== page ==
The Pentagon has abruptly sent the aircraft carrier Nimitz home from the Middle East and Africa over the objections of top military advisers, marking a reversal of a weekslong muscle-flexing strategy aimed at deterring Iran from attacking American troops and diplomats in the Persian Gulf. Officials said on Friday that the acting defense secretary, Christopher C. Miller, had ordered the redeployment of the ship in part as a "de-escalatory" signal to Tehran to avoid stumbling into a crisis in President Trump's waning days in office. American intelligence reports indicate that Iran and its proxies may be preparing a strike as early as this weekend to avenge the death of Maj. Senior Pentagon officials said that Mr. Miller assessed that dispatching the Nimitz now, before the first anniversary this Sunday of General Suleimani's death in an American drone strike in Iraq, could remove what Iranian hard-liners see as a provocation that justifies their threats against American military targets. Some analysts said the return of the Nimitz to its home port of Bremerton, Wash., was a welcome reduction in tensions between the two countries.
Two American B-52 bombers flew another show-of-force mission in the Persian Gulf on Wednesday, a week after President Trump warned Iran that he would hold it accountable "if one American is killed" in rocket attacks in Iraq that the administration and military officials blamed on Tehran. The warplanes' 36-hour round-trip mission from Minot Air Force Base in North Dakota was the third time in six weeks that Air Force bombers had conducted long-range flights about 60 miles off the Iranian coast, moves that military officials said were intended to deter Iran from attacking American troops in the region. The United States periodically conducts such quick demonstration missions to the Middle East and Asia to showcase American air power to allies and adversaries. But tensions have been rising in advance of the Jan. 3 anniversary of the American drone strike that killed Maj. Gen. Qassim Suleimani, the commander of Iran's elite Quds Force of the Islamic Revolutionary Guards Corps, and the Iraqi leader of an Iranian-backed militia -- deaths that Iranian leaders repeatedly insist they have not yet avenged.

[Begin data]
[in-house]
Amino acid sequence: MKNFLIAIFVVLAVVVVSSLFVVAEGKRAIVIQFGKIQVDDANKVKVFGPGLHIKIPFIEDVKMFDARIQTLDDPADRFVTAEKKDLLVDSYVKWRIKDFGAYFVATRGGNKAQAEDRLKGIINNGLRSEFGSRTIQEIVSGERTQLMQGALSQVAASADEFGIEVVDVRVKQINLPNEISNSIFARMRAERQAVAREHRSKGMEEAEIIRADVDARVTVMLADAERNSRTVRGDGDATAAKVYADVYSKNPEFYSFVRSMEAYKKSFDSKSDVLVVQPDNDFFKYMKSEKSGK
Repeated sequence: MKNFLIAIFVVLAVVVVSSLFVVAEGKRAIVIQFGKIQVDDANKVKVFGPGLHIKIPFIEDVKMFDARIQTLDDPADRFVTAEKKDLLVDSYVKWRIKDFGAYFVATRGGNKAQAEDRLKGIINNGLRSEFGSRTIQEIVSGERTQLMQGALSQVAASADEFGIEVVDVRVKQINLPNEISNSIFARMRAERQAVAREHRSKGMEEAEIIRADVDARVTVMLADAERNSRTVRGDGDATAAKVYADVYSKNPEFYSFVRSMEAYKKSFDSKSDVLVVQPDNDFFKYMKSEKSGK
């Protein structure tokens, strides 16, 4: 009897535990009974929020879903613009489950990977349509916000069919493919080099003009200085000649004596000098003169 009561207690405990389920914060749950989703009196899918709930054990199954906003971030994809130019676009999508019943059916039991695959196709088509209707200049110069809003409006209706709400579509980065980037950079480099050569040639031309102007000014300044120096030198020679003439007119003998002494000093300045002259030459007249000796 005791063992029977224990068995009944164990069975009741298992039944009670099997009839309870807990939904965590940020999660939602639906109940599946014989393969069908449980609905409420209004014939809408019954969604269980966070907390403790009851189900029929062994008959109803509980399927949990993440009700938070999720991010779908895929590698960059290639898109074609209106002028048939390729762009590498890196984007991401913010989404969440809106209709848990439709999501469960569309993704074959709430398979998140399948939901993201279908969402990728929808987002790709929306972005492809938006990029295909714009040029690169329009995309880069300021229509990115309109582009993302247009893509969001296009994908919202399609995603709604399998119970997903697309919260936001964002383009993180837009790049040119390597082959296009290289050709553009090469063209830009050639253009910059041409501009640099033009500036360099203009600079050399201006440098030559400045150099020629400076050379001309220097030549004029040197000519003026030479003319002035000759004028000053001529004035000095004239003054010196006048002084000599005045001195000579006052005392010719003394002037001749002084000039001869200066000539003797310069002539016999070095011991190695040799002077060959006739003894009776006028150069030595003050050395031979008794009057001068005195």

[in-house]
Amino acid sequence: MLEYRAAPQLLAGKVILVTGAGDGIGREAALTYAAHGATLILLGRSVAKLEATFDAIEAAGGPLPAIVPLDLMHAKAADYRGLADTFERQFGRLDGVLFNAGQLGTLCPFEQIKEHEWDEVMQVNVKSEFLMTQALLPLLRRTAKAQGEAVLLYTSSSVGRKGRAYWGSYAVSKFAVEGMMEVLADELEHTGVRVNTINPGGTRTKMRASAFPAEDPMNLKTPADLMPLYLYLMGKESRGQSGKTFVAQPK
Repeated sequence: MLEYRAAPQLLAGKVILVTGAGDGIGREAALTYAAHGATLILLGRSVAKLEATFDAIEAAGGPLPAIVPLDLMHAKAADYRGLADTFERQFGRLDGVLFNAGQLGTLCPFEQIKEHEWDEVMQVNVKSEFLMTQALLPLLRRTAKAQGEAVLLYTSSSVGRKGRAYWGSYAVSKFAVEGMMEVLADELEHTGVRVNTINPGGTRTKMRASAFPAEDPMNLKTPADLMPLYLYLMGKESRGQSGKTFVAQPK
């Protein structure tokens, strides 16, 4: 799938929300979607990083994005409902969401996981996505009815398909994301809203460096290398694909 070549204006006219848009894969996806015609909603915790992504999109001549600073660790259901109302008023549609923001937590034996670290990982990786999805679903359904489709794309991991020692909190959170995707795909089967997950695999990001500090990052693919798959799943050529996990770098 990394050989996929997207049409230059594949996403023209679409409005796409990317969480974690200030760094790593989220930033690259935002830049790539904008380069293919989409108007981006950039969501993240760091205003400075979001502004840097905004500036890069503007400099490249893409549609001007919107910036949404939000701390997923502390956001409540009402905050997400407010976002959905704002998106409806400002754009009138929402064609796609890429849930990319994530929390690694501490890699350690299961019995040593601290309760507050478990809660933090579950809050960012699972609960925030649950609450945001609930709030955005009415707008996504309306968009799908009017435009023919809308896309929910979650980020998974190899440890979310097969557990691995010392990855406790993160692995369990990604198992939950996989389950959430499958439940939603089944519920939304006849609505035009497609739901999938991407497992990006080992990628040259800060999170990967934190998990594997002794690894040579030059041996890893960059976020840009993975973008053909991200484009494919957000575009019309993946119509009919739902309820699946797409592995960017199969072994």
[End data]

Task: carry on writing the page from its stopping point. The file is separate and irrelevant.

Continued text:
Dubai/Washington – An American nuclear-powered guided-missile submarine traversed the strategically vital waterway between Iran and the Arabian Peninsula on Monday, the U.S. Navy said, in a rare announcement that comes amid rising tensions with Iran. The Navy's 5th Fleet, based in Bahrain, said the Ohio-class guided-missile submarine USS Georgia, accompanied by two other warships, passed through the Strait of Hormuz, a narrow passageway through which a fifth of the world's oil supplies travel. The unusual transit in the Persian Gulf's shallow waters, aimed at underscoring American military might in the region, follows the killing last month of Mohsen Fakhrizadeh, an Iranian scientist named by the West as the leader of the Islamic Republic's disbanded military nuclear program. It also comes some two weeks before the anniversary of the American drone strike near Baghdad airport in Iraq that killed top Iranian military commander Gen. Qassem Soleimani on Jan. 3. Iran has promised to seek revenge for both killings. The Ohio-class ballistic-missile submarine's presence in Mideast waterways signals the U.S. Navy's "commitment to regional partners and maritime security with a full spectrum of capabilities," the Navy said, demonstrating its readiness "to defend against any threat at any time."